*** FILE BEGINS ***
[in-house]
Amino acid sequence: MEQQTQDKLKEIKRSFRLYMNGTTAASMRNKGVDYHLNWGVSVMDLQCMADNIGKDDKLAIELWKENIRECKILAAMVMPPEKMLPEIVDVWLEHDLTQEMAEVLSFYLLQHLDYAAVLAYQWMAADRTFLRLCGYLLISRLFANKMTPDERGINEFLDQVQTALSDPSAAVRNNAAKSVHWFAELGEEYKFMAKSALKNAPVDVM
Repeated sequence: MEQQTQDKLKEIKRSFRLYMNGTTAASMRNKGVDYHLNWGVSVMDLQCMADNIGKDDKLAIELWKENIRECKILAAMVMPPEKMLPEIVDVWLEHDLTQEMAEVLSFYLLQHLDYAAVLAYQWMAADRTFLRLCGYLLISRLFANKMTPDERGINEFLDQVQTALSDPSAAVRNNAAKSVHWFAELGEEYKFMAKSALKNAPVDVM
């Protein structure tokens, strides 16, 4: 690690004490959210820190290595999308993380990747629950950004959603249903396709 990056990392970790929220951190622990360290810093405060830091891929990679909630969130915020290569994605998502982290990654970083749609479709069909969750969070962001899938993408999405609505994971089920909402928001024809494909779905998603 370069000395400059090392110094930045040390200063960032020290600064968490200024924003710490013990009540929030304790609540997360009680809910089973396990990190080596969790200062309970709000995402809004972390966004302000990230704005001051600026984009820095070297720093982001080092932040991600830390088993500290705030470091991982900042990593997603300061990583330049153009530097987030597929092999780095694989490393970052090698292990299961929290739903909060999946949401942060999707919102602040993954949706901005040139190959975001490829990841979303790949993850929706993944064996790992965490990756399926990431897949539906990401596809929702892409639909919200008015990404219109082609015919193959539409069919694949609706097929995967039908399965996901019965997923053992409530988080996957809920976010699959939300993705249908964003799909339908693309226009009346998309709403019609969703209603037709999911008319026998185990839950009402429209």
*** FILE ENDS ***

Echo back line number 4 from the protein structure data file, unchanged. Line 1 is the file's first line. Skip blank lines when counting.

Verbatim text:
């Protein structure tokens, strides 16, 4: 690690004490959210820190290595999308993380990747629950950004959603249903396709 990056990392970790929220951190622990360290810093405060830091891929990679909630969130915020290569994605998502982290990654970083749609479709069909969750969070962001899938993408999405609505994971089920909402928001024809494909779905998603 370069000395400059090392110094930045040390200063960032020290600064968490200024924003710490013990009540929030304790609540997360009680809910089973396990990190080596969790200062309970709000995402809004972390966004302000990230704005001051600026984009820095070297720093982001080092932040991600830390088993500290705030470091991982900042990593997603300061990583330049153009530097987030597929092999780095694989490393970052090698292990299961929290739903909060999946949401942060999707919102602040993954949706901005040139190959975001490829990841979303790949993850929706993944064996790992965490990756399926990431897949539906990401596809929702892409639909919200008015990404219109082609015919193959539409069919694949609706097929995967039908399965996901019965997923053992409530988080996957809920976010699959939300993705249908964003799909339908693309226009009346998309709403019609969703209603037709999911008319026998185990839950009402429209």